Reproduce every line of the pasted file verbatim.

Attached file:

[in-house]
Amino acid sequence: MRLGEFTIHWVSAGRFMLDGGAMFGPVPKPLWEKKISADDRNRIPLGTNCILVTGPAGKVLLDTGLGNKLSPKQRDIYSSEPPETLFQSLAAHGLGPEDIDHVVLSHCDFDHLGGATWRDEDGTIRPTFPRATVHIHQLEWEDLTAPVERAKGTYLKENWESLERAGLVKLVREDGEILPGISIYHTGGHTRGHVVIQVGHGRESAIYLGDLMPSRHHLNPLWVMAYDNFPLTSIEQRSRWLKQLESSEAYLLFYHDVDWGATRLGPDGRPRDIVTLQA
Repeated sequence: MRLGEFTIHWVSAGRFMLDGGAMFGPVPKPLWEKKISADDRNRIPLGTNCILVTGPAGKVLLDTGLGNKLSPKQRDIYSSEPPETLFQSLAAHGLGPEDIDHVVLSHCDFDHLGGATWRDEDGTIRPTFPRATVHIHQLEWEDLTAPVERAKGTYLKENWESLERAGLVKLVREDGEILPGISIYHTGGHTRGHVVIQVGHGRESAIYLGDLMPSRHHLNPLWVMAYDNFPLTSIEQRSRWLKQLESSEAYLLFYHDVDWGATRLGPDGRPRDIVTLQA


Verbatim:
[in-house]
Amino acid sequence: MRLGEFTIHWVSAGRFMLDGGAMFGPVPKPLWEKKISADDRNRIPLGTNCILVTGPAGKVLLDTGLGNKLSPKQRDIYSSEPPETLFQSLAAHGLGPEDIDHVVLSHCDFDHLGGATWRDEDGTIRPTFPRATVHIHQLEWEDLTAPVERAKGTYLKENWESLERAGLVKLVREDGEILPGISIYHTGGHTRGHVVIQVGHGRESAIYLGDLMPSRHHLNPLWVMAYDNFPLTSIEQRSRWLKQLESSEAYLLFYHDVDWGATRLGPDGRPRDIVTLQA
Repeated sequence: MRLGEFTIHWVSAGRFMLDGGAMFGPVPKPLWEKKISADDRNRIPLGTNCILVTGPAGKVLLDTGLGNKLSPKQRDIYSSEPPETLFQSLAAHGLGPEDIDHVVLSHCDFDHLGGATWRDEDGTIRPTFPRATVHIHQLEWEDLTAPVERAKGTYLKENWESLERAGLVKLVREDGEILPGISIYHTGGHTRGHVVIQVGHGRESAIYLGDLMPSRHHLNPLWVMAYDNFPLTSIEQRSRWLKQLESSEAYLLFYHDVDWGATRLGPDGRPRDIVTLQA